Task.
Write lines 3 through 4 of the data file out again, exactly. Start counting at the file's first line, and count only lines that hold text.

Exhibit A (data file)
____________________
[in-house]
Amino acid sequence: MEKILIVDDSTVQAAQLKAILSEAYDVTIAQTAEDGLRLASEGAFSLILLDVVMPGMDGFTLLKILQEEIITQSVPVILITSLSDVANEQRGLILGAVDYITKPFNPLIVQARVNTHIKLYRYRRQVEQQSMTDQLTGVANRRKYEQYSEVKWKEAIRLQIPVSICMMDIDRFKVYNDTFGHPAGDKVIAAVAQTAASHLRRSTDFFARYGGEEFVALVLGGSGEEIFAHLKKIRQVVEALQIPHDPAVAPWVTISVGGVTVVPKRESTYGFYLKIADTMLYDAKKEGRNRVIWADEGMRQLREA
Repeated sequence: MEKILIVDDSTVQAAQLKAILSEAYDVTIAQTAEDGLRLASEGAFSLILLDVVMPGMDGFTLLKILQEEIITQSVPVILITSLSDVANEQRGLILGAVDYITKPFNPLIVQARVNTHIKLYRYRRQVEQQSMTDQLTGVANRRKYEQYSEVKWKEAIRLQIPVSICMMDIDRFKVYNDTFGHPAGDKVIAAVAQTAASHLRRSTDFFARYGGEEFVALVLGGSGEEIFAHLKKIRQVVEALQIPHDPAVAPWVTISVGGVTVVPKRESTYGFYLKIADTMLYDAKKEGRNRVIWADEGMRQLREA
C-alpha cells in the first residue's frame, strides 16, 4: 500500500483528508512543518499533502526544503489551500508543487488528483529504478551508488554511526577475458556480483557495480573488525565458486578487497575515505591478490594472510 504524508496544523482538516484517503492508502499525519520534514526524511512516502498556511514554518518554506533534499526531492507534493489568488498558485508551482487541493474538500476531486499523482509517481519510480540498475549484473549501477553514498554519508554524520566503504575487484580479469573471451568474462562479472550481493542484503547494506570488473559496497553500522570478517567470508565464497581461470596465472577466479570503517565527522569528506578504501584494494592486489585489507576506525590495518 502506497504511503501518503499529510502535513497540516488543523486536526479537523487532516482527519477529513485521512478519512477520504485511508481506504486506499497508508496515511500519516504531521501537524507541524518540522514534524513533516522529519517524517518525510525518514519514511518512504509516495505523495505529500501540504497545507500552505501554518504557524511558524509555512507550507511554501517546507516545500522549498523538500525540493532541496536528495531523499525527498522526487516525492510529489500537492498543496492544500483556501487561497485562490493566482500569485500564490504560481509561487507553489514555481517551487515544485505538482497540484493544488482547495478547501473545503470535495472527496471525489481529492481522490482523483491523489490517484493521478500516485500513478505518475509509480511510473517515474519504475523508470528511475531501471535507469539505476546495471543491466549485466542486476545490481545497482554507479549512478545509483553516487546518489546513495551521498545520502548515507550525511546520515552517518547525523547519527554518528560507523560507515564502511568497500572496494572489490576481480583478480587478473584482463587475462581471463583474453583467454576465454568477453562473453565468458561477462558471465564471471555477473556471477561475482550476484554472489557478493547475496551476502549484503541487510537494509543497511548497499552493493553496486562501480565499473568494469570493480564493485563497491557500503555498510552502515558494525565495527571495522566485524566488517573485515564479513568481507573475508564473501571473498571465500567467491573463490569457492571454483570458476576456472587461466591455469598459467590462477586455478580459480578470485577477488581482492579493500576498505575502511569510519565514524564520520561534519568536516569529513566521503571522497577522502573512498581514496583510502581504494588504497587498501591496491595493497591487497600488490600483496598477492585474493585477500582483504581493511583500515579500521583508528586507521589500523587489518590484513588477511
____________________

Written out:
Repeated sequence: MEKILIVDDSTVQAAQLKAILSEAYDVTIAQTAEDGLRLASEGAFSLILLDVVMPGMDGFTLLKILQEEIITQSVPVILITSLSDVANEQRGLILGAVDYITKPFNPLIVQARVNTHIKLYRYRRQVEQQSMTDQLTGVANRRKYEQYSEVKWKEAIRLQIPVSICMMDIDRFKVYNDTFGHPAGDKVIAAVAQTAASHLRRSTDFFARYGGEEFVALVLGGSGEEIFAHLKKIRQVVEALQIPHDPAVAPWVTISVGGVTVVPKRESTYGFYLKIADTMLYDAKKEGRNRVIWADEGMRQLREA
C-alpha cells in the first residue's frame, strides 16, 4: 500500500483528508512543518499533502526544503489551500508543487488528483529504478551508488554511526577475458556480483557495480573488525565458486578487497575515505591478490594472510 504524508496544523482538516484517503492508502499525519520534514526524511512516502498556511514554518518554506533534499526531492507534493489568488498558485508551482487541493474538500476531486499523482509517481519510480540498475549484473549501477553514498554519508554524520566503504575487484580479469573471451568474462562479472550481493542484503547494506570488473559496497553500522570478517567470508565464497581461470596465472577466479570503517565527522569528506578504501584494494592486489585489507576506525590495518 502506497504511503501518503499529510502535513497540516488543523486536526479537523487532516482527519477529513485521512478519512477520504485511508481506504486506499497508508496515511500519516504531521501537524507541524518540522514534524513533516522529519517524517518525510525518514519514511518512504509516495505523495505529500501540504497545507500552505501554518504557524511558524509555512507550507511554501517546507516545500522549498523538500525540493532541496536528495531523499525527498522526487516525492510529489500537492498543496492544500483556501487561497485562490493566482500569485500564490504560481509561487507553489514555481517551487515544485505538482497540484493544488482547495478547501473545503470535495472527496471525489481529492481522490482523483491523489490517484493521478500516485500513478505518475509509480511510473517515474519504475523508470528511475531501471535507469539505476546495471543491466549485466542486476545490481545497482554507479549512478545509483553516487546518489546513495551521498545520502548515507550525511546520515552517518547525523547519527554518528560507523560507515564502511568497500572496494572489490576481480583478480587478473584482463587475462581471463583474453583467454576465454568477453562473453565468458561477462558471465564471471555477473556471477561475482550476484554472489557478493547475496551476502549484503541487510537494509543497511548497499552493493553496486562501480565499473568494469570493480564493485563497491557500503555498510552502515558494525565495527571495522566485524566488517573485515564479513568481507573475508564473501571473498571465500567467491573463490569457492571454483570458476576456472587461466591455469598459467590462477586455478580459480578470485577477488581482492579493500576498505575502511569510519565514524564520520561534519568536516569529513566521503571522497577522502573512498581514496583510502581504494588504497587498501591496491595493497591487497600488490600483496598477492585474493585477500582483504581493511583500515579500521583508528586507521589500523587489518590484513588477511